Topeka Gov. Sam Brownback indicated Wednesday he wasn’t supportive of a bill the House has passed that would repeal in-state tuition for some undocumented students.
Brownback, a Republican, said he was watching the legislative process on House Bill 2006 and wanted to have discussions about the issue with interested parties.
But, he added, “What I’m advocating for is things I put in the Road Map.” During his campaign, Brownback proposed a “Road Map for Kansas” that focused on the economy and education.
The House on Tuesday approved the repeal on a 72-50 vote with only Republican support. The bill now goes to the Senate for consideration.
Under current law, students are considered Kansas residents eligible for in-state tuition if they graduated from a Kansas high school or received a GED, have lived in the state for three years and pledge to become citizens.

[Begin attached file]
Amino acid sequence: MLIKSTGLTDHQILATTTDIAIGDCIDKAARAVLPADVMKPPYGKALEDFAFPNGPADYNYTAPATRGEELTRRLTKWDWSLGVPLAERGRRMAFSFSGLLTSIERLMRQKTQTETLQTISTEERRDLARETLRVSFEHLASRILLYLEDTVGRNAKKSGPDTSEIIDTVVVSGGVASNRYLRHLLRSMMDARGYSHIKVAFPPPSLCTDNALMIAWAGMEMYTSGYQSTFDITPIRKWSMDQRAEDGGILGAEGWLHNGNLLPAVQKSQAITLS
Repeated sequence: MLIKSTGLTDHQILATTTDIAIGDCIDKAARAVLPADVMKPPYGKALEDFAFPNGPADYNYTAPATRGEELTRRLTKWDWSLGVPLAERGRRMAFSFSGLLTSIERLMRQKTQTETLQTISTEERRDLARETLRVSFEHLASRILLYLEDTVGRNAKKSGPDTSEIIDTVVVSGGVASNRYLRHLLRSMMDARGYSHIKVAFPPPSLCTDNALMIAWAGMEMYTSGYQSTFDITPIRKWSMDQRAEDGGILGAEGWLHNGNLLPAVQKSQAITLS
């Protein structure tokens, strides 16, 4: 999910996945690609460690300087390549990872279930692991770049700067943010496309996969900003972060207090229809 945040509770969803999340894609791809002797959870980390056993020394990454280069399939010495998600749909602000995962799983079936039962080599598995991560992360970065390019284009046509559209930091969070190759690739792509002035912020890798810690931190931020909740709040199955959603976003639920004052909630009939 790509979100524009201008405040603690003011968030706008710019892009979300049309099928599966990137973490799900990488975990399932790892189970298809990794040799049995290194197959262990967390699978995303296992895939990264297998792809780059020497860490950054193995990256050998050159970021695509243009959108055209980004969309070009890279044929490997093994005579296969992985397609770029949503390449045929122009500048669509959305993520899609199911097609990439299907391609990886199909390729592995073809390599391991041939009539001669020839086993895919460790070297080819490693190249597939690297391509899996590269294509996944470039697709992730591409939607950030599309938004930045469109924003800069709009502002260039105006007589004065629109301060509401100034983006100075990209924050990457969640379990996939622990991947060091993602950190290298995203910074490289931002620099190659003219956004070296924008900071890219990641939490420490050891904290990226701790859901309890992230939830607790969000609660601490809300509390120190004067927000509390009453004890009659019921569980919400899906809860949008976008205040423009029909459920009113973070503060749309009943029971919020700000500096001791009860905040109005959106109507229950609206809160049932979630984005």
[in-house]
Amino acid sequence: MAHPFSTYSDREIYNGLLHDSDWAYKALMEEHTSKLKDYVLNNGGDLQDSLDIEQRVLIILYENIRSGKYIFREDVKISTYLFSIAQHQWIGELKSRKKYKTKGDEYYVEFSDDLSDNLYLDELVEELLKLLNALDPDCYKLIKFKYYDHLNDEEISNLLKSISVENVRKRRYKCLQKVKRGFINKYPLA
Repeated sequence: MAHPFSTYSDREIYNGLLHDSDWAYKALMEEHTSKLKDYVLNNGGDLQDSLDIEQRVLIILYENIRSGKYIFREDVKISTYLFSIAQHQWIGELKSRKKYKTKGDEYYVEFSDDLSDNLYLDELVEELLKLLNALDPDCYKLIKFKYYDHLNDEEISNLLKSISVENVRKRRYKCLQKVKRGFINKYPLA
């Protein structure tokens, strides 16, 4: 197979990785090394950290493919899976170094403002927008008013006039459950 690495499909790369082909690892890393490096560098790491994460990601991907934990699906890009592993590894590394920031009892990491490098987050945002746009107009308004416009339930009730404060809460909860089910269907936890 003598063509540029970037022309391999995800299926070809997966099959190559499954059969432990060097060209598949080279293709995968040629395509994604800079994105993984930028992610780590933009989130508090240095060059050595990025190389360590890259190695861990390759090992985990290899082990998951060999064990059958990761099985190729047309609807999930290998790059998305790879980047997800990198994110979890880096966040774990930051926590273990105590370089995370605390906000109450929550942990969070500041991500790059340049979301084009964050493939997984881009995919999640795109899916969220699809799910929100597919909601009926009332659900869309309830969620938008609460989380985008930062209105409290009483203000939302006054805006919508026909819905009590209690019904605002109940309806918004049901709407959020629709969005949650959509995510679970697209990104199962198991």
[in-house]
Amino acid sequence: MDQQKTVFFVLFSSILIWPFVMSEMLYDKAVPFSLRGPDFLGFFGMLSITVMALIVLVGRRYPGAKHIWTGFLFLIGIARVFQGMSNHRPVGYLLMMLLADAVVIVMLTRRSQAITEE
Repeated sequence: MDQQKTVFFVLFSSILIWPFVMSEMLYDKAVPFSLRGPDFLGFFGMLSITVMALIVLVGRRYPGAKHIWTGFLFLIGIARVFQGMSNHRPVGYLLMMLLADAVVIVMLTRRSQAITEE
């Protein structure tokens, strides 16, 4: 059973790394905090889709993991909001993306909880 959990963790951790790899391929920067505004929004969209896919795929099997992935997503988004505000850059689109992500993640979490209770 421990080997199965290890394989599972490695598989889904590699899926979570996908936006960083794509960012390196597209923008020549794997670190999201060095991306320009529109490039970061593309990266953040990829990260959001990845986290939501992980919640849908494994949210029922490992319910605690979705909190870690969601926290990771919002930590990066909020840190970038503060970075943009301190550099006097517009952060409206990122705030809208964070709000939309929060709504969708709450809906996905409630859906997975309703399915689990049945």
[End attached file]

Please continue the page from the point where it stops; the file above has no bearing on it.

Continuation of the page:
Kansas Board of Regents said 413 students enrolled under the law last fall at state universities, community colleges and technical colleges.
The difference between in-state and out-of-state tuition is significant. A first-time freshman who entered KU last fall paid $3,938 per semester for tuition if they were considered Kansas residents. A nonresident paid $10,340.
Supporters of the current law say it provides an opportunity for students who aren’t citizens but whose parents brought them as children to Kansas. But the law’s opponents say it provides an incentive for illegal immigrants.
Brownback’s comments on the bill came after he spoke to about 80 people during Hispanic Day on the Hill.
During his speech, Brownback said the state faces many tough issues. A former U.S. Senator, Brownback said Washington politics focused on fighting, while in Kansas, “it’s about identifying a problem and solving it.”